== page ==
The very shallow sediment of the pools in which Chamaegigas intrepidus lives gets eroded rapidly when the pools are overflowing during periods of heavy rainfall. Several adaptations assist the plant to cope with this. The extreme shortage of nitrogen in rock pools is compensated for by the ability of the plant to utilise dissolved organic nitrogen, which it obtains from the amino acids glycine and serine through a urease reaction. Urease is a very stable enzyme and can withstand the high temperatures and light intensities which C. intrepidus is exposed to. The dissolved organic nitrogen is absorbed through a highly effective system that operates optimally under low pH conditions. pH can fluctuate widely (up to 6 units) in rock pools, and a very effective pH regulation mechanism of the cell compartments and high stability of cell membranes at low water potential enables the plant to cope with these fluctuations.
The depositing of urine by animals on the rock surfaces surrounding pools plays an important role in the nutrient balance of plants. On the other hand, animals, especially livestock in search of water, also trample the pools, and it was observed during the dry years before 2006, that in many pools the shallow bottom layer had been completely pulverised, or mats of plants had been turned over and destroyed.
C. intrepidus is known from at least 30 populations, with an extent of occurrence of less than 20,000 km². The maximum area of occupancy is only 100–200 km² though, as the actual pools within this area in which C. intrepidus lives are very small.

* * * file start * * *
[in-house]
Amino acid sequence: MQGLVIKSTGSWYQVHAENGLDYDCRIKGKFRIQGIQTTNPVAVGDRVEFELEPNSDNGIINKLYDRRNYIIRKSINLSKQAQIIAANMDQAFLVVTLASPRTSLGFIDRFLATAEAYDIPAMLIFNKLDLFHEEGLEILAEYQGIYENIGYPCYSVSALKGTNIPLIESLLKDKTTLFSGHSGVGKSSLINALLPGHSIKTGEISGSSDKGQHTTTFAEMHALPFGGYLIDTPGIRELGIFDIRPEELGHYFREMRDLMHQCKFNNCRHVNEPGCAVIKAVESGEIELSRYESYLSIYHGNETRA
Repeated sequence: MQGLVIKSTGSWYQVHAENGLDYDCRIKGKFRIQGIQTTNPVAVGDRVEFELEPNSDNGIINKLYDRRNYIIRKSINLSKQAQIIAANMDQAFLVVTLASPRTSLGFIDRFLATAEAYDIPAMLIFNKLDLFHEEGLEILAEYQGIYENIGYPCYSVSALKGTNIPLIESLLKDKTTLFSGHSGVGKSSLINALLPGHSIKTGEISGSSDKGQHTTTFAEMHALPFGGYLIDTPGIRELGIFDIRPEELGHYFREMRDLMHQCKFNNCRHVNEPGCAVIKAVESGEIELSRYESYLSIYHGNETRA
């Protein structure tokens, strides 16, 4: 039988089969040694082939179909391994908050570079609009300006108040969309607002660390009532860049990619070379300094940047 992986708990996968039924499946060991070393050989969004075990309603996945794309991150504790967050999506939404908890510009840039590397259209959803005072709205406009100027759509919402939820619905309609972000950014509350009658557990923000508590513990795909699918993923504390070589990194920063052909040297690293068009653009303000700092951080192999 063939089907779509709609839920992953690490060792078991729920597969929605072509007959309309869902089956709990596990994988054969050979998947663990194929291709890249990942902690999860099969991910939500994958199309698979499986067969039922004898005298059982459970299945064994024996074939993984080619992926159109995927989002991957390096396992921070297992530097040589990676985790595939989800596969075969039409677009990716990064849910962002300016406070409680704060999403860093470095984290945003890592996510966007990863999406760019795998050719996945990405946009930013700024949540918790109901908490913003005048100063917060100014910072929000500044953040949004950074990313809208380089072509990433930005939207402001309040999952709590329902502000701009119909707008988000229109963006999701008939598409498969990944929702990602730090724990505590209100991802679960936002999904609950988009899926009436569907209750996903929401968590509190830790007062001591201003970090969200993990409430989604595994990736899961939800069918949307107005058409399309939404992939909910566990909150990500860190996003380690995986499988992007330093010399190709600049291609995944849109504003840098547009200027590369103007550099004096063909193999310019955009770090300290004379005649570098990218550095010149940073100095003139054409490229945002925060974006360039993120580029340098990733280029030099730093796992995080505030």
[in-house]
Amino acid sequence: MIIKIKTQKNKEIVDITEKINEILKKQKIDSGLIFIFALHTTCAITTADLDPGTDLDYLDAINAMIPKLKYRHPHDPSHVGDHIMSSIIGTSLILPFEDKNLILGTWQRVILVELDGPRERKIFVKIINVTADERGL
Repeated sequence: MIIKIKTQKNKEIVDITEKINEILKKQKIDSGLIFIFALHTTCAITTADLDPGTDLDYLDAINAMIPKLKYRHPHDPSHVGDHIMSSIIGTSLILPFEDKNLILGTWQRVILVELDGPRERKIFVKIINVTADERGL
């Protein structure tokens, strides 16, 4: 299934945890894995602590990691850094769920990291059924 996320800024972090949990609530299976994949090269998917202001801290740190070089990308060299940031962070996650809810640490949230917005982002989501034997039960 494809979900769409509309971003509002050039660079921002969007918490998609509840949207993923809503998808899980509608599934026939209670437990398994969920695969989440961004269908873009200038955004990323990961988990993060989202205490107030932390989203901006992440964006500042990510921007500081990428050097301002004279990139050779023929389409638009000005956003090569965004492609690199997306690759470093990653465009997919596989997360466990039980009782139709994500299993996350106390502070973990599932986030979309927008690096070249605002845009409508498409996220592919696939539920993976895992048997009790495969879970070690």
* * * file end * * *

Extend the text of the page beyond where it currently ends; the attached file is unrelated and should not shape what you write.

Over-utilisation of water in the pools could be a threat during dry years, although populations could recover if wetter years followed. Over-collection is not a problem as the species is not well known and is locally common. As populations are currently observed as stable, a Least Concern status can apply regarding the level of threat for this species.
About 330 species of desiccation-tolerant vascular plants are known, of which nearly 90% occur on inselbergs (isolated rocky hills or mountains). The majority of the species are monocotyledons and ferns. Only a few desiccation-tolerant non monocotyledonous angiosperms are known, making Chamaegigas of particular scientific interest. Further research is underway on the anatomical, biochemical and physiological adaptations which enable these plants to survive such environmental extremes.
Millennium Seed Bank: Seed storage
Kew's Millennium Seed Bank partnership aims to save plant life world wide, focusing on plants under threat and those of most use in the future. Seeds are dried, packaged and stored at a sub-zero temperature in our seed bank vault.
Description of seeds: Average 1,000 seed weight = 0.05 g.
Number of seed collections stored in the Millennium Seed Bank: One.
Namibia rarely receives enough rainfall for Chamaegigas intrepidus to make an appearance, but the local Millennium Seed Bank Partnership team were fortunate to discover large populations producing seeds during the plentiful rains of 2005/2006. This level of rainfall had not been seen for 30 years, and it could be another 30 before this species is found to be producing seed again.
Collecting seed from this small aquatic plant presented quite a challenge. Most seeds were found on plants in pools that had almost dried out. This meant that the seed collectors had to lie on their stomachs next to the pool and pick the 1 x 2 mm capsules from under the four floating leaves with a pair of tweezers without crushing the fragile structure. Since the rocks warm up considerably from about 11 am, this had to take place early in the morning, but this was an opportunity not to be missed to secure the future of this remarkable species.